Twitter has been in the news again, and this time because of security. The company has announced that it will only allow its users to secure their accounts with SMS-based two-factor authentication (2FA) if they pay for a Twitter Blue subscription. This surprised a number of people (eg, Davey Winder here in Forbes) because in 2023 no-one should be using SMS for “security” in any circumstances: Not banks, not fintechs, not payment companies, not governments, not Twitter, not anyone.
SMS Is Not Security
SMS was deprecated as an authentication method by the US Department of Commerce’s National Institute of Standards and Technology (NIST) back in July 2016 when they said that SMS is deprecated, and will no longer be allowed in future releases of this guidance. Therefore it seems to me that we should by now have stopped using the phrase “SMS security” completely! Charles Brookson, then the head of the security group at the mobile operators’ association (the GSMA), made this point 15 years ago. I was there. He gave a talk about the use of SMS for mobile banking and payment services and made the point that SMS has, to all intents and purposes, no security whatsoever. Yet as of today, the default 2FA option for all kinds of fintech services remains SMS.
So why is anyone still using SMS for 2FA? A couple of years ago, the well-known security researcher Brian Krebs said that we should stop treating mobile phone numbers as identifiers (for which they were never intended) and avoid selecting SMS or phone calls for 2FA or one-time codes. He was right. Yet SMS 2FA is at the heart of the “SIM swap” frauds that continue to plague both traditional financial services and cryptocurrencies.
In a SIM (Subscriber Identity Module) swap attack, fraudsters convince their target’s mobile operator to move the target’s phone number from the SIM card inside the target’s handset to the SIM card inside the criminal’s handset. The criminal can then pose as the target and have service providers (eg, cryptocurrency wallets) send password reset links or authentication codes to the criminal’s handset. It is far too easy to do this. When Princeton University researchers made 50 total attempts to have employees at five different mobile service providers (ten attempts per provider) complete SIM swaps that shouldn’t have been authorised they were successful in pulling off the scam 39 of those 50 times, and in many cases were only asked to provide the simplest authentication details.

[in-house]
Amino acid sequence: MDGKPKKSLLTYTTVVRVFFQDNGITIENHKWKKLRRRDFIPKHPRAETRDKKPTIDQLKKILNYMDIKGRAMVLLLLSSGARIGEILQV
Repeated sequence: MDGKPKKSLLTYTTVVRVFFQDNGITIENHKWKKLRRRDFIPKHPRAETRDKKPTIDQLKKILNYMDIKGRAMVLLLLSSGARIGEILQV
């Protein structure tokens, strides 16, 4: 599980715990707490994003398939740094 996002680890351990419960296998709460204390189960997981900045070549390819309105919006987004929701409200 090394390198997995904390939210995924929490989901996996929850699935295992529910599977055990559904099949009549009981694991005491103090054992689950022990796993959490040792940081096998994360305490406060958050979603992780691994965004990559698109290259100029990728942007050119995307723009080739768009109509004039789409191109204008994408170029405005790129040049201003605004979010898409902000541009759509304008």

(To give just one example, in December last year a chap from Florida was sentenced to 18 months in prison for his involvement in a SIM swap attack that allowed fraudsters to transfer roughly $24 million in cryptocurrency from cryptocurrency investor Michael Terpin.)
Bye SMS, Hello Passkeys
I can’t wait for the death of SMS 2FA. Hopefully it won’t be too long. The password manager that I use, 1Password, is going all-in on “passkeys” starting this summer, as more services move towards passwordless logins. Passkeys is the new standard for such passwordless logins, using the FIDO Alliance’s standard, and their growing use follows Google
I had never bothered turning on 2FA for my Twitter account until I saw Mr. Musk’s announcement about charging for SMS 2FA, at which point I did wonder why it is that, as Rolling Stone’s headline on the subject said, “Twitter to Allow Only Blue Subscribers to Use Worst Form of Authentication”. But his announcement did make me think about the security of Twitter account. So I logged in right away and turned on 2FA using Google Authenticator. Now I feel better and so does my wallet.